Monique Meloche GalleryParasol Projects @ 2 Rivington Street
Monique Meloche: We are dedicating the space to Chicago-based artist Nate Young. Young’s multi-part installation will fill the entire gallery, an exemplary piece that demonstrates the interests at the heart of his practice: structures of knowledge, language, and how we assign meaning.
2 Rivington Street, New York
March 8 – March 11, 2018 / 11am – 6pm
Nate Young’s ongoing series of altarpiece works exemplifies the conceit at the heart of his practice: the investigation of structures of knowledge, the authority and language of systems, and the illusiveness of meaning. All handcrafted in wood, with graphite drawings and often gold leaf, Young’s altarpieces express a highly sincere spiritual drive while also questioning the medium through which that spirituality is conveyed. Like Young’s contributions to Fore at the Studio Museum in Harlem (2012), these works activate an ontological space where disparate realms of knowing collide. Born from an interest in the theological diagrams and the ecclesiastical architecture Young encountered as the son of a theologian, they tie the aesthetic language of the church to the measured graphic expression of other fields of knowledge. Semiotics, for example, in particular, the visual expression of sign and signified as conveyed by Swiss semiotician Ferdinand de Saussure (1857-1913), has a repeated presence in these compositions – a simple oval or circle, bisected by a single line. Young strips away any specific content, however, leaving behind a universal lexicon of primordial signs and symbols – arrows, circles, grids, and negative spaces – that strongly suggest meaning without in fact conveying it; a profound void, at once empty and full, that invites the viewer’s activation. His works contain a quiet gravitas and austerity seemingly at odds with their meticulously hand-crafted nature, prompting a post-minimalist interrogation of authority, material, and the artist’s hand.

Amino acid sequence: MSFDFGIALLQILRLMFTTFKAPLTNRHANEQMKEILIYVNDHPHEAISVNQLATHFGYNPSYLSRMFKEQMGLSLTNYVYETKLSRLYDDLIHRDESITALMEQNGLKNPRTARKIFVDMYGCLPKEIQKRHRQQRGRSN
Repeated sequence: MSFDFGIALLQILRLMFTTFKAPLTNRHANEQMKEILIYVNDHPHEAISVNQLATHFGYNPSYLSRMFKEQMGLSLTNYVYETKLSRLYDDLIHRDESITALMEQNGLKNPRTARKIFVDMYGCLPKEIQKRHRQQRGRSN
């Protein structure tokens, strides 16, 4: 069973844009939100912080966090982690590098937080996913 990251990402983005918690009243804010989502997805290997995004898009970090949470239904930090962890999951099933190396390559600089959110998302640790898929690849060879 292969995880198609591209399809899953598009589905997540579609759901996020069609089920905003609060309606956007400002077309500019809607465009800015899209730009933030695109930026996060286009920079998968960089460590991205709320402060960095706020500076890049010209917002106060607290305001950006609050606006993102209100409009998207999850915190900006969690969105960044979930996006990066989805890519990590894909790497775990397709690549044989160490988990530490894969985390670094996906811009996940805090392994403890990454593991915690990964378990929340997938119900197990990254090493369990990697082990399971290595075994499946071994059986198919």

Amy Sherald, March 2 – March 5, 2017
Additional works by:
Following her much-lauded first exhibition with the gallery’s Chicago space in summer 2016, moniquemeloche is pleased to present the New York debut of Baltimore-based Amy Sherald (American, b. 1973). Inspired by artists such as Bo Bartlett, Barkley Hendricks, and Kerry James Marshall, Sherald creates arresting portraits of imagined figures based on real-life interactions, subverting and exploring notions of black identity through her unique sense of visual culture, color and line. The new works on view present a continuation of these otherworldly figures, whose charged presence is only emphasized by the current political climate. Sherald received her MFA in Painting from the Maryland Institute College of Art (2004). Her work is included in the public collections of the United States Embassy, Dakar, Senegal; the National Museum of Women in the Arts, Washington, D.C.; the Smithsonian Museum of African American Art and Culture, Washington, D.C.; and the National Portrait Gallery, Washington, D.C. Her recent group exhibitions include Southern Accent at the Nasher Museum of Art, Duke University, Durham, NC (2016), which travels to The Speed Museum, Louisville, KY (2017), and The Outwin 2016 at the Smithsonian’s National Portrait Gallery, for which she won the grand prize in 2016, currently on view at Tacoma Art Museum, WA; traveling to Kemper Museum of Contemporary Art, Kansas City, MO later this year.